It’s time sustainability stopped being “just green,” because it’s not going to be enough.
The idea of this column, “Let’s Give a Damn,” actually came from one of the Environmental Services tech whom my partner — Adina Spertus-Melhus ’17 — and I talked to last semester for our Presidential Sustainability Research Fellowship (PSRF — pronounced pee-surf) project. Rebecca from the night-shift in the Chemistry wing – hey Rebecca! — said: “I love reading The Phoenix,” and, “I know how to recycle better than most Swatties,” and, “I’d love to see a column on sustainability.”
So here we are.
This column is not going to be a place where I spew out tips (or commands) like “Top Ten Things to Make Your Experience in Sharples Sustainable” because I realize I have no place to do that. Nor am I the most exemplary person when it comes down to doing all that I can. Rather, the aim of this column is to try and push forward the conversations on topics of sustainability, which I’m sure are happening all around, and into the public domain here at Swarthmore. My goal is to encourage conversations that are accessible to everyone, and to be opinionated in the hopes that my thoughts make sustainable living more interesting. I will also be writing in conjunction with Ecosphere, Swarthmore’s first and only zine that will highlight all the great projects and environmental groups on campus now. I hope to also get feedback and suggestions on what I should talk about, and thus create an interactive community. Please feel free to comment and or shoot me a personal email.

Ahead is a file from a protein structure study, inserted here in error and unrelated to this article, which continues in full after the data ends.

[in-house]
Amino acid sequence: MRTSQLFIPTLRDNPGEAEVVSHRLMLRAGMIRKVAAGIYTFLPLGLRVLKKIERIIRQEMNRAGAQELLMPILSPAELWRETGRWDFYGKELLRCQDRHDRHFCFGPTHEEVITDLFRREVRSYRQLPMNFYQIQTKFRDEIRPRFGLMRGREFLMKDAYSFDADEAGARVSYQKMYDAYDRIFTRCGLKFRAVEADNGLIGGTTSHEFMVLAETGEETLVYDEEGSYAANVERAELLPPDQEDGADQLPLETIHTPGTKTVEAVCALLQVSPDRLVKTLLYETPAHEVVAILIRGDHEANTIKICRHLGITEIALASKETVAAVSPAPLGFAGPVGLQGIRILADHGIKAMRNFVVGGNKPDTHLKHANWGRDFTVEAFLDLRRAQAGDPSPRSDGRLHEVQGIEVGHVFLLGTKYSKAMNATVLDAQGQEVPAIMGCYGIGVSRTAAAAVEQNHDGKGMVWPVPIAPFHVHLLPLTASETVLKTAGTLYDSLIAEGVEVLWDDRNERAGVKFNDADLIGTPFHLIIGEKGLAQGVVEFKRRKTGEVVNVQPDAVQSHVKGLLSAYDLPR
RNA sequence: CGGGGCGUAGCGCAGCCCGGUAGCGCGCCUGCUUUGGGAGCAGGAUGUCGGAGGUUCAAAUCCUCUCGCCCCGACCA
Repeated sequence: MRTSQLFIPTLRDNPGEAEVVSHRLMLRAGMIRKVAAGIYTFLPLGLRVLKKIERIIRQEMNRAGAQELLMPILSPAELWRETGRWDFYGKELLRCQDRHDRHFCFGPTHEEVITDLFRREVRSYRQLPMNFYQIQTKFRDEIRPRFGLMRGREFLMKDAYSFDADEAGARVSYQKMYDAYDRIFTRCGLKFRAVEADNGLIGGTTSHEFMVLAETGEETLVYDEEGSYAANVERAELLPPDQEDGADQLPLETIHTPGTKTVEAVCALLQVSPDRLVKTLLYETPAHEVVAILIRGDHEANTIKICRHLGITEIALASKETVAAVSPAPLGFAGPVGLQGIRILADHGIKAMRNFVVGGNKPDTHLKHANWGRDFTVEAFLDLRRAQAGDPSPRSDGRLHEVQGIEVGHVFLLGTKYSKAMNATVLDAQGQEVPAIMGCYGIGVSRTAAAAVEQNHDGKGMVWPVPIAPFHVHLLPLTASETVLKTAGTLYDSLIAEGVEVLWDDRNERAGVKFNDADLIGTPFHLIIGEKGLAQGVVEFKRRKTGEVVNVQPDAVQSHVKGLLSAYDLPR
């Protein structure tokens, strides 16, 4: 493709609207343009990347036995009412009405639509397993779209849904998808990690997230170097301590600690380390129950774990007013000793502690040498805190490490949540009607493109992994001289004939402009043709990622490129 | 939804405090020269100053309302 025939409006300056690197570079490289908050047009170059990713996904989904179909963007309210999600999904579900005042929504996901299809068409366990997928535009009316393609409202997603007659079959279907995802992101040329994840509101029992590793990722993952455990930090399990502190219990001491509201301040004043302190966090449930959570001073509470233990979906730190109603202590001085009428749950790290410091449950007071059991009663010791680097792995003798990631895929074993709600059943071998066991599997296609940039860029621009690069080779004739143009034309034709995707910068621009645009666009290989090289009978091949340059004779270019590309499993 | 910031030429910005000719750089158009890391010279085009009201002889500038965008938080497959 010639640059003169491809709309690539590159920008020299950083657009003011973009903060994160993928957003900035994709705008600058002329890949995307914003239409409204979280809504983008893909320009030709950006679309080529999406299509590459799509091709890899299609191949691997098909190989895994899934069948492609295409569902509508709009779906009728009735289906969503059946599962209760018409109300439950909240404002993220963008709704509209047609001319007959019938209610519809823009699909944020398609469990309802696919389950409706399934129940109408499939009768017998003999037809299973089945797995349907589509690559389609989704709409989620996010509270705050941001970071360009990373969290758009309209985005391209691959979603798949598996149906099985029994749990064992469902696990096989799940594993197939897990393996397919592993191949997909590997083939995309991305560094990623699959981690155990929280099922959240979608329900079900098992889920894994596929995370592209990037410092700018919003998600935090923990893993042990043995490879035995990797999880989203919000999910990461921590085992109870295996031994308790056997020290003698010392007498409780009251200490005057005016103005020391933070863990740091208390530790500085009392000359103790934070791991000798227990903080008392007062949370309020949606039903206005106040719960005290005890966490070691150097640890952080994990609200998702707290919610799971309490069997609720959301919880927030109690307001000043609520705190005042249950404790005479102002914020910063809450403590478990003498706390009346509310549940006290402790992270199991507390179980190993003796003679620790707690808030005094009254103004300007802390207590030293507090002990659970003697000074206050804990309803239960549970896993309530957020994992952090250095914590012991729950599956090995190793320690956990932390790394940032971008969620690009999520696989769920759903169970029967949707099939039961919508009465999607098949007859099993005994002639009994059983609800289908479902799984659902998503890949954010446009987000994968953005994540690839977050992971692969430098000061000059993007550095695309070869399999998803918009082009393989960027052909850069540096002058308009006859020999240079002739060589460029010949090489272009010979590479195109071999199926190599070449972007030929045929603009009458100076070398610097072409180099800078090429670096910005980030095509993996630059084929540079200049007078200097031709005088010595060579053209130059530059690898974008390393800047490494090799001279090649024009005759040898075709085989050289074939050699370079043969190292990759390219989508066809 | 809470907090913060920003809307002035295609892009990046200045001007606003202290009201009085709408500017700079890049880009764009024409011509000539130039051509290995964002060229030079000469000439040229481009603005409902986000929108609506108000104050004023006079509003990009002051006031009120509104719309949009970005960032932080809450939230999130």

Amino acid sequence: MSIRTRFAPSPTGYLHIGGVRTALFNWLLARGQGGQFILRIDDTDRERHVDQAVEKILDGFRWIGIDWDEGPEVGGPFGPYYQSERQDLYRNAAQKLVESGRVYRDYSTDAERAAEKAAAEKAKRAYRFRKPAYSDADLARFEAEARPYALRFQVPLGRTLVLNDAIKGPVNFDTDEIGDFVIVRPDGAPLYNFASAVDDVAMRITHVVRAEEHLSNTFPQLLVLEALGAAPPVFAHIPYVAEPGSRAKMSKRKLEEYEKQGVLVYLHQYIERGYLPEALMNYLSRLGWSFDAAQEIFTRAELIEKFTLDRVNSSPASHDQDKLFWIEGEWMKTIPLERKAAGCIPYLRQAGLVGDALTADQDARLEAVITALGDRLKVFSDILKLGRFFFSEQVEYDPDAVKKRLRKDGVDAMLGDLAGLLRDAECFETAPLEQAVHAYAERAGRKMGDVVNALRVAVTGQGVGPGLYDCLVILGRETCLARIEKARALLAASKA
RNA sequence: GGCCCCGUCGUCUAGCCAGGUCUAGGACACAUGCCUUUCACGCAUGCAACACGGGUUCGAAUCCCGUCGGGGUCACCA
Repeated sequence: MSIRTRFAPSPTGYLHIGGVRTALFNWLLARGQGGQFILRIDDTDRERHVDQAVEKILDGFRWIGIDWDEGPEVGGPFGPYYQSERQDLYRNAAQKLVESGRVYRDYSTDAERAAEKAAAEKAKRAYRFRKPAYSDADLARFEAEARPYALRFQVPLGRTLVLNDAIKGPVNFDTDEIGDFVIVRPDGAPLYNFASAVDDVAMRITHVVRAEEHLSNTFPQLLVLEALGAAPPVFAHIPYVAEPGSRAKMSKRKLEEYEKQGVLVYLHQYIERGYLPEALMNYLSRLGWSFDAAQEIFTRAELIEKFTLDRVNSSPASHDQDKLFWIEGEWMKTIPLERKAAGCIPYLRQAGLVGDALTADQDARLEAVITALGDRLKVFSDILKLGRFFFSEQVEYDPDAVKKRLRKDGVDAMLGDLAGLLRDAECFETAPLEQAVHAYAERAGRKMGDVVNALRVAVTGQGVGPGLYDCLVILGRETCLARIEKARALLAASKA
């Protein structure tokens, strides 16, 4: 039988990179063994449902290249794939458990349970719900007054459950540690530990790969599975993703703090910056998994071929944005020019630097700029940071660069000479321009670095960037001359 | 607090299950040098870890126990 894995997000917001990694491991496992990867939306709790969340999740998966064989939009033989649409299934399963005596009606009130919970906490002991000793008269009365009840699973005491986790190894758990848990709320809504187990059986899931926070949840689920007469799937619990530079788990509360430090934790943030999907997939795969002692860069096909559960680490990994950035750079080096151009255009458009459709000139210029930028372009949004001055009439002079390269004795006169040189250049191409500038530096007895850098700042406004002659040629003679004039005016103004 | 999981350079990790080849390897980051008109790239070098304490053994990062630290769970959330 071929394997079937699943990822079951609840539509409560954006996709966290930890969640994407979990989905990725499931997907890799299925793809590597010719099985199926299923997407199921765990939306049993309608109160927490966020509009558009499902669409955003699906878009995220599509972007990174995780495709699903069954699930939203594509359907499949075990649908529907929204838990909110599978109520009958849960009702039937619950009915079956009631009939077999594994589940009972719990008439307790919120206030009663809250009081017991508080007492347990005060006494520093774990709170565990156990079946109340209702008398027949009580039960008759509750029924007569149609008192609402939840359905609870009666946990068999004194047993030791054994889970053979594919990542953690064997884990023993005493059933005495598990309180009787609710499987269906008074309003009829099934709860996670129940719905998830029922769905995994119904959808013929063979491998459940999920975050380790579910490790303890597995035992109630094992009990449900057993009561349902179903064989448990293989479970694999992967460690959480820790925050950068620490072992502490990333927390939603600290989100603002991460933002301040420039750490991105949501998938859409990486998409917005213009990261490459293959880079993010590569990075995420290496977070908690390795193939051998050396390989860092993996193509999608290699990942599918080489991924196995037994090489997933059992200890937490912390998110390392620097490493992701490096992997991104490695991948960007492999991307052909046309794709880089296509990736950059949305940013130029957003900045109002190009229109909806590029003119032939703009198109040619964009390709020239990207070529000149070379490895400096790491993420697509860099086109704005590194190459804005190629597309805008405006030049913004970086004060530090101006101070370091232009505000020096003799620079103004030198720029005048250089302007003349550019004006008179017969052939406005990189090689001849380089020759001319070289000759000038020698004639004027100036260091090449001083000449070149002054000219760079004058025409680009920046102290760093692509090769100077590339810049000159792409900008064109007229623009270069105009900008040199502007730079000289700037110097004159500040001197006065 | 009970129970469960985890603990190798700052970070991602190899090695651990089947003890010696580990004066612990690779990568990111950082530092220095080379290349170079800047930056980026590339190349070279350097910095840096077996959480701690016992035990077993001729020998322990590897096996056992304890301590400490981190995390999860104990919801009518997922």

Sustainability has become one of those topics that has become a “thing” on the individual level. Almost as if it’s either your ‘thing’ or it’s not. I know this because, as I was going through my awkward tween years, some people would say, “Oh she, like, uh, cares about the environment,” and meant it as a comment rather than a statement. Sometimes that comment was made as a joke, and people would giggle. To many, if sustainability is your “thing,” you’re either a new-age-bare-foot-tree-hugging-spiritual-voice-of-the-trees-paganist-wanna-be-vegan with a billion impossible habits that involve something like saving your toenail clippings for later, or you’re a techno-centric-fact-spewing-apocalyptic-prophet-environmental-engineer who lives in a completely self-powered room with a bunch of extremely particular stuff that no one else around you understands. In other words: self-righteous, preachy, and annoying. If you’re not one of these two, then you’re just an annoying, fake environmentalist.
In all cases, you’re varying degrees of annoying. You care about something that is not as important as every other social justice issue.
It isn’t a surprise to me that many people are hesitant when they see large Greenpeace and PETA signs, or when they’re tentative to start doing research and to ask questions on becoming more environmentally conscious. It is a greatly considered topic for a niche group of slightly rebellious people that I often get asked why I not an environmental studies major. “If you care about this, then you should just join the tribe, and shut up about it.” Put it this way: imagine if someone came up to me and asked “If you cared so much about being Asian and your Asian identity, why don’t you major in Asian Studies?” Well, I would look at the person in astonishment and probably wonder how sad it is that caring about something, is just not valued or normal in our current society. As if nowadays if you cared about something it has to be because you were also doing “real work” for it.